In a probate proceeding in which an action, inter alia, pursuant to RPAPL article 15 to compel the determination of claims to real property, for ejectment, and for injunctive relief was transferred from the Supreme Court, Kings County, to the Surrogate’s Court, Kings County, the defendants appeal, as limited by their brief, from so much of an interlocutory judgment of the Surrogate’s Court, Kings County, dated January 28, 2010, as, after a nonjury trial, and upon a decision of the same court dated May 19, 2009, determining that a certain deed dated June 6, 2002, is null and void and dismissing their first affirmative defense, and upon a decision of the same court dated October 13, 2009, determining that a certain deed dated May 9, 2001, was not procured through the exercise of undue influence and dismissing their third affirmative defense, is in favor of the plaintiff and against them determining that the plaintiff holds in fee simple absolute certain real property as described in the deed dated May 9, 2001.
“In reviewing findings made following a nonjury trial, this Court may render the judgment it finds warranted by the facts, taking account in a close case the fact that the trial judge had the advantage of seeing the witnesses”. In this case, the testimony established that the deed dated June 6, 2002, was not “entitled to be recorded” until it was resubmitted with the appropriate fees attached. Accordingly, upon our review of the record, we find no error in the determination of the Surrogate that since the deed dated June 6, 2002, was not recorded, it was not delivered to the defendants prior to the decedent’s death.
The court said we decline to disturb the Surrogate’s determination that the deed dated May 9, 2001, was not procured by undue influence. The defendants failed to submit evidence supporting their contention that a confidential relationship existed between the plaintiff and her parents, who executed the deed, or that the deed dated May 9, 2001, was procured by the exercise of undue influence.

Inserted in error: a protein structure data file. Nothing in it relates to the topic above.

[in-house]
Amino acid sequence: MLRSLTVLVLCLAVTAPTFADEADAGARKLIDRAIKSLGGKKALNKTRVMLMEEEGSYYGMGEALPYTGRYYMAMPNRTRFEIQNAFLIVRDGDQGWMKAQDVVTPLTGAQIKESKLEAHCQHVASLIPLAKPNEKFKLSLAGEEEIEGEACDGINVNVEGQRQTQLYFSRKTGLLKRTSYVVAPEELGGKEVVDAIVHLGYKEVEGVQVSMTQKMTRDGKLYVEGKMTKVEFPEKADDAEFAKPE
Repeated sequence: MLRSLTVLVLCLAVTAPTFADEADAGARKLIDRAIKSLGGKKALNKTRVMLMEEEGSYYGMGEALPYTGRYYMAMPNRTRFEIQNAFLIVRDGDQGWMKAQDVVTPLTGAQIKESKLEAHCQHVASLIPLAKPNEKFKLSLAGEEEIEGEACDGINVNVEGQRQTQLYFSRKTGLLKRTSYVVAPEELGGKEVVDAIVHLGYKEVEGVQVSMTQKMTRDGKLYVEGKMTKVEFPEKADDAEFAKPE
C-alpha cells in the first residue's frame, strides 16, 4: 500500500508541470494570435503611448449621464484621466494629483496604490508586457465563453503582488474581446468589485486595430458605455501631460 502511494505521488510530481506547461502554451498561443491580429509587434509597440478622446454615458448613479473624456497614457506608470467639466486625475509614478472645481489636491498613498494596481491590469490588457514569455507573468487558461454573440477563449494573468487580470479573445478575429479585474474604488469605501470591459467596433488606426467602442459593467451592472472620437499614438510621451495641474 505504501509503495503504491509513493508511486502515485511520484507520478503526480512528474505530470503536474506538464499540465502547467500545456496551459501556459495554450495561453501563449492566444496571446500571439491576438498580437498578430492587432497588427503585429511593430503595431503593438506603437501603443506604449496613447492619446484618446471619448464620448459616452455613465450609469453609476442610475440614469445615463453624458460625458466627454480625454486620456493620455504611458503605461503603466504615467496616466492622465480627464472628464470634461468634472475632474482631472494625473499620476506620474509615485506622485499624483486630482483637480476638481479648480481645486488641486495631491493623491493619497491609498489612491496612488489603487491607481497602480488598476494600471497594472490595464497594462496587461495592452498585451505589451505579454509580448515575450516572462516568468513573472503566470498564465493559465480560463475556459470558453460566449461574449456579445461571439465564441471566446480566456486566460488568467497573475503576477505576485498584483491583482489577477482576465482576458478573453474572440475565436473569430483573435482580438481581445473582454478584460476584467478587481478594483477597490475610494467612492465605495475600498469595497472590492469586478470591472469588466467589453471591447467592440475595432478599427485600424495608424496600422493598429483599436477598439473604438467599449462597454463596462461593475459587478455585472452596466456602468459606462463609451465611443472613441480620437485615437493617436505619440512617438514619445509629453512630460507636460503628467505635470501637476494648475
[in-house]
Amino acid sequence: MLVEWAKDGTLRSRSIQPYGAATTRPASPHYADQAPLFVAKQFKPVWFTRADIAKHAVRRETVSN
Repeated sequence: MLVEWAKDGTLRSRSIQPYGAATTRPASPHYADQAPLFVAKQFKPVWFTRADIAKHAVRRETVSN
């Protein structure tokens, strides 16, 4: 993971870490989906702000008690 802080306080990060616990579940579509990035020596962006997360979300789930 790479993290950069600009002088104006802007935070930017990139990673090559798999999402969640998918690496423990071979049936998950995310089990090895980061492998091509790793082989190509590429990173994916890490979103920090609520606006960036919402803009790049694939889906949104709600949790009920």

The defendants’ remaining contentions are without merit. We decline the plaintiff’s request for the imposition of sanctions.
Accordingly, the court held that the interlocutory judgment is affirmed insofar as appealed from, with costs.
In another case the decedent initially commenced this action for personal injuries against the defendant Standard, claiming that he was injured by the inhalation of asbestos. Special Term granted the motion of the decedent’s daughter, to be substituted as the plaintiff in place and stead of her father in her capacity as the executrix of his estate and to amend the original complaint to include a cause of action for her father’s alleged wrongful death. Special Term denied Standard’s cross motion to dismiss the complaint as against it, rejecting Standard’s argument that the Surrogate’s Court, Kings County did not have the power to declare Maurer the executrix of her father’s estate and probate his will since he was a domiciliary of Florida at the time of his death.
Pursuant to SCPA 204, when the jurisdiction of a court is called into question in a collateral proceeding, the jurisdiction is presumptively, and in the absence of fraud or collusion,
conclusively established by an allegation of the jursidictional facts contained in a verified pleading. Contrary to Standard’s assertion, there were no fraudulent statements in the petition. While the petition alleged that the decedent was a domiciliary of Kings County, it also indicated that decedent had died in a Florida nursing home. In addition, annexed to the petition were papers intended to inform the Surrogate of the decedent’s connection with Florida. Thus, the Surrogate was supplied with all of the relevant facts, and in the absence of fraud, the defendant has no standing in a collateral proceeding to have the determination overturned.
Standard’s alternative argument for dismissal of the action is equally unavailing. The proposed amended complaint sets out a sufficient cause of action for wrongful death. In any event, Standard advances arguments more appropriately considered on a motion for summary judgment. If this is indeed what Standard was seeking, its cross motion was premature as issue had not yet been joined (CPLR 3212[a] ).
Finally, Special Term properly retained jurisdiction over the action to recover damages for personal injury and wrongful death, as the instant lawsuit involves independent matters involving controversies between living persons and not matters affecting the estate of the decedent.
If you have a claim against the estate, seek the help of Stephen Bilkis and Associates in order to file your claim. They have offices to serve you throughout New York, including locations in Manhattan, the Bronx, Brooklyn Queens, Staten Island, Nassau County, Suffolk County and Westchester County.